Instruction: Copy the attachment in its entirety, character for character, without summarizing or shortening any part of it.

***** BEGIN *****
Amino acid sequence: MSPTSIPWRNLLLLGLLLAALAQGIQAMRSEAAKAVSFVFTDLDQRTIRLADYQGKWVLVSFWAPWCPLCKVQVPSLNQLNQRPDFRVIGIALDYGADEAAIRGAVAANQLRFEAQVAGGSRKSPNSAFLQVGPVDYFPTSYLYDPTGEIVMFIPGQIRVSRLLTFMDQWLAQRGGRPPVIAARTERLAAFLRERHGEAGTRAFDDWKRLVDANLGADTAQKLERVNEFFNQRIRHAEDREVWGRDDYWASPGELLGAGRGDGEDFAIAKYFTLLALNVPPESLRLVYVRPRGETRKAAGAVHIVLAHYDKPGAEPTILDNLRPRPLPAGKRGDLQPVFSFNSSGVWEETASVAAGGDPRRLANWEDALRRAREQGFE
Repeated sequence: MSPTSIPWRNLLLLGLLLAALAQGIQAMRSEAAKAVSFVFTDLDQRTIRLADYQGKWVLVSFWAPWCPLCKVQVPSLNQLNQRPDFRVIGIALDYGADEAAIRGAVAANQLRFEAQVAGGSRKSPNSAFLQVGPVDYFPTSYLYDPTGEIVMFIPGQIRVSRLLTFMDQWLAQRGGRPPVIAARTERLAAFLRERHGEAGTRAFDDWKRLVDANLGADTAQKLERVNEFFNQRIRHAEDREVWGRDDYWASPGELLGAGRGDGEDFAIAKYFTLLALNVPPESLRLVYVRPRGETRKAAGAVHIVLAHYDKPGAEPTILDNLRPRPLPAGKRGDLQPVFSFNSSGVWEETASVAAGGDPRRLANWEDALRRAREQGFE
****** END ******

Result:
Amino acid sequence: MSPTSIPWRNLLLLGLLLAALAQGIQAMRSEAAKAVSFVFTDLDQRTIRLADYQGKWVLVSFWAPWCPLCKVQVPSLNQLNQRPDFRVIGIALDYGADEAAIRGAVAANQLRFEAQVAGGSRKSPNSAFLQVGPVDYFPTSYLYDPTGEIVMFIPGQIRVSRLLTFMDQWLAQRGGRPPVIAARTERLAAFLRERHGEAGTRAFDDWKRLVDANLGADTAQKLERVNEFFNQRIRHAEDREVWGRDDYWASPGELLGAGRGDGEDFAIAKYFTLLALNVPPESLRLVYVRPRGETRKAAGAVHIVLAHYDKPGAEPTILDNLRPRPLPAGKRGDLQPVFSFNSSGVWEETASVAAGGDPRRLANWEDALRRAREQGFE
Repeated sequence: MSPTSIPWRNLLLLGLLLAALAQGIQAMRSEAAKAVSFVFTDLDQRTIRLADYQGKWVLVSFWAPWCPLCKVQVPSLNQLNQRPDFRVIGIALDYGADEAAIRGAVAANQLRFEAQVAGGSRKSPNSAFLQVGPVDYFPTSYLYDPTGEIVMFIPGQIRVSRLLTFMDQWLAQRGGRPPVIAARTERLAAFLRERHGEAGTRAFDDWKRLVDANLGADTAQKLERVNEFFNQRIRHAEDREVWGRDDYWASPGELLGAGRGDGEDFAIAKYFTLLALNVPPESLRLVYVRPRGETRKAAGAVHIVLAHYDKPGAEPTILDNLRPRPLPAGKRGDLQPVFSFNSSGVWEETASVAAGGDPRRLANWEDALRRAREQGFE